However, the action takes a sharp detour as Dante moves away from the action to detour through a courtyard — shockingly, an errant assassin lodges a knife in his back. Instantaneously in this moment of sheer terror and excruciating pain, Dante can feel his life draining away from his mortal vessel. It is then he comes face to face with the hooded nothingness that is Death. The skeletal behemoth gravely informs Dante that his soul is damned to Hell, doomed to suffer there in torment for all eternity, thanks to the poor man’s transgressions in the past. Never one to take no for an answer, Dante challenges the deity and your first taste of a miniboss battle commences.

The frenetic battle with Death is one meant to challenge your newly-acquired evasion prowess as well as several of the moves in your arsenal. Rather than swatting Death away like the flies that were the enraged citizens, this contest requires much more finesse and precise timing. Silky-smooth combos paired with rapid blows are the pathway to success, and the combo system really begins to shine here. At the climax of the battle, Dante pulls off some truly stunning and aesthetically pleasing moves, commandeering Death’s almighty scythe in the process — not something any regular mortal should be capable of. Successful quick time events are the key to coming out of this fight unscathed, shaming Death and essentially assuming the role of the spectre yourself. The entire confrontation was most certainly one of the most memorable moments of the entire demo, and one that you won’t likely forget anytime soon.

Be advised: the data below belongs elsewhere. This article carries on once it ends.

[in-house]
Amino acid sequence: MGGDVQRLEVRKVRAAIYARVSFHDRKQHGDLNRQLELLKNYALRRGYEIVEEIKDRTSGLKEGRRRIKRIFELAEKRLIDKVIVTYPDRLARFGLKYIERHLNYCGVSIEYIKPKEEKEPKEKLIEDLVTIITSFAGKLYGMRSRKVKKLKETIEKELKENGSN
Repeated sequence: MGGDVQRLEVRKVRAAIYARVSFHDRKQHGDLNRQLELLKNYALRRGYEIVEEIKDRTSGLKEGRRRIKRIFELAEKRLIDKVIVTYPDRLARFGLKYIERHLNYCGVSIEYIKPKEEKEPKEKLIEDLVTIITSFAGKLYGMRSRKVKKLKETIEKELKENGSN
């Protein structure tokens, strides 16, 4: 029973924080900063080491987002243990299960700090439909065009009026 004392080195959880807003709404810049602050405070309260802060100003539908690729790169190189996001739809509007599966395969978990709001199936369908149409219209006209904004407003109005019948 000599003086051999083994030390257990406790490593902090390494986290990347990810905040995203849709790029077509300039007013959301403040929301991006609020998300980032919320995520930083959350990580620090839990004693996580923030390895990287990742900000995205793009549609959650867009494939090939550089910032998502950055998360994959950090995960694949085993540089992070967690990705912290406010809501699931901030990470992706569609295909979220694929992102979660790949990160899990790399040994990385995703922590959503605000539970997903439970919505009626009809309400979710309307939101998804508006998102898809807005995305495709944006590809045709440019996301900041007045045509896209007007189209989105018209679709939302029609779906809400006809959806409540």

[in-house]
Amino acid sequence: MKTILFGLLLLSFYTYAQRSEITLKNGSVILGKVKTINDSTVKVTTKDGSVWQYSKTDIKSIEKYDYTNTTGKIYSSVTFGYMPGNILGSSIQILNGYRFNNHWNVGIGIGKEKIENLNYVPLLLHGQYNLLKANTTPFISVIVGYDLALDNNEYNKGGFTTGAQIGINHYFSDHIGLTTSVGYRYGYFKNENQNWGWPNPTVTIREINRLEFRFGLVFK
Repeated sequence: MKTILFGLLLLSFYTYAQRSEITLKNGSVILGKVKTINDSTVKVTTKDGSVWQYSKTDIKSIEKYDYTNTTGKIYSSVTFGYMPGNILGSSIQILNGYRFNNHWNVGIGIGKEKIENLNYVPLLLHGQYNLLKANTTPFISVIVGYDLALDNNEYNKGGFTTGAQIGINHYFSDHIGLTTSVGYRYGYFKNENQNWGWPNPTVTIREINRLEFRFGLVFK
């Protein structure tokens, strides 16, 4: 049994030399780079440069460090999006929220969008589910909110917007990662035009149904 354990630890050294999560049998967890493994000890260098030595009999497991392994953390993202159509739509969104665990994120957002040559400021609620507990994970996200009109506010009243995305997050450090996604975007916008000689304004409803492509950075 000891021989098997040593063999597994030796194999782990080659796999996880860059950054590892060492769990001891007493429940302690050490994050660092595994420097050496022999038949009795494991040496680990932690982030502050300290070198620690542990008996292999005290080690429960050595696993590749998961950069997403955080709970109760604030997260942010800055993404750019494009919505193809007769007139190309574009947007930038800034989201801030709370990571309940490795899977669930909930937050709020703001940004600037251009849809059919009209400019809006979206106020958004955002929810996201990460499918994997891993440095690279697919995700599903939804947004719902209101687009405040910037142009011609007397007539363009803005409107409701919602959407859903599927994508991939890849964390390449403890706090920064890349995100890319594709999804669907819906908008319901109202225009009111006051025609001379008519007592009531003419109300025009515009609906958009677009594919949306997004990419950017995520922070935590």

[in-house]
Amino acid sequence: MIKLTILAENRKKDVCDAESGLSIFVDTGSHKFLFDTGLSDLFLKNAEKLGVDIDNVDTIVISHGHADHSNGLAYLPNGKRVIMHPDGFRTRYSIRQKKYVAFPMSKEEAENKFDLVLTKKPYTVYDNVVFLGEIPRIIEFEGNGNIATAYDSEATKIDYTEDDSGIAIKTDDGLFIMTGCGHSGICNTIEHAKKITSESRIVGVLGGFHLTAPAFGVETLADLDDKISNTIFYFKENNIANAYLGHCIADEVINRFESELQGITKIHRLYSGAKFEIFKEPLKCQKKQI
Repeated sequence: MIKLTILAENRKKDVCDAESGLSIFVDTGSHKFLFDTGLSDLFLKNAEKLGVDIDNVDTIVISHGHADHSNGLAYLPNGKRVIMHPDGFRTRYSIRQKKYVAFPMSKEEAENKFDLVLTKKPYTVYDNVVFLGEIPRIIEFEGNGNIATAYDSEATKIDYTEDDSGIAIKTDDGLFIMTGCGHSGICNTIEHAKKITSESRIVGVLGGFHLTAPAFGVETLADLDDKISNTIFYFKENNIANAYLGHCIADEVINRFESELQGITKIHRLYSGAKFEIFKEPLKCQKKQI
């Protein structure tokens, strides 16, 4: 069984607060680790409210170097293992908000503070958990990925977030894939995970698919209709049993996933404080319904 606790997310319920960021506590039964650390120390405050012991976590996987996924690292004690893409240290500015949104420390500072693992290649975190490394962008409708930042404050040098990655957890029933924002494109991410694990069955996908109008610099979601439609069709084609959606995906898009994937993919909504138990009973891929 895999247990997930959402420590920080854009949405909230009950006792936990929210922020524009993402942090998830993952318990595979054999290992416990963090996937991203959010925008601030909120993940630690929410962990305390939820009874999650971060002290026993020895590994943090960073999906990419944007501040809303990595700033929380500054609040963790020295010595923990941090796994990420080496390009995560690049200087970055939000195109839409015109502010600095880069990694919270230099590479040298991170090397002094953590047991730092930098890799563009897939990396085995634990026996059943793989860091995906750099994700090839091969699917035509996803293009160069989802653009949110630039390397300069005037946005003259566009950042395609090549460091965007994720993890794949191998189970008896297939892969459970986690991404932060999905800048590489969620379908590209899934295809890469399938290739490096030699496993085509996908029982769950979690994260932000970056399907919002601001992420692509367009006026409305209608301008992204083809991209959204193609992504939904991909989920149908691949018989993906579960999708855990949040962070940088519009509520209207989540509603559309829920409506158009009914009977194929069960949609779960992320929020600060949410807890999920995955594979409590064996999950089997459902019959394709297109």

With Dante’s return home to Italy after completing his work in the Crusades, he arrives there to find his lover Beatrice ravaged and murdered, with his dwelling and belongings in complete disarray. A broken man emerges from his previously brutal yet valorous persona as the soul of his deceased soulmate rises before him. Her porcelain skin, flowing blonde hair, and pert breasts are a sight to behold as previously CG and animation merged together to give the scene an entirely organic feel. Dante’s time with Beatrice is brief and futile, as Lucifer whisks her soul away. In his wake, waves of the undead are summoned to slow the grieving man’s progress in reuniting with his lost love.


With Death’s scythe, battle has changed and improved dramatically. While you can still pull off interesting melee attacks as well as gruesome slicing and dicing, a new dynamic has been tossed into the mix — the harvesting of souls. Souls can be put to use to attain new attacks and abilities to facilitate Dante’s journey through Hell. However, it’s not as simple as slashing up enemies and simply receiving the type of souls that you need. You’ll be given the choice to punish or absolve the minions of Lucifer via usage of Death’s scythe, and depending on which path you take, you can gain either holy or unholy points. Unholiness is rewarded much less since it makes sense that torment and anguish runs rampant in the depths of Hell already, so if you take the high road and forgive the damned you will earn more souls. This, however, takes a bit more time and you gain a different tree of skills than you would from unholy souls.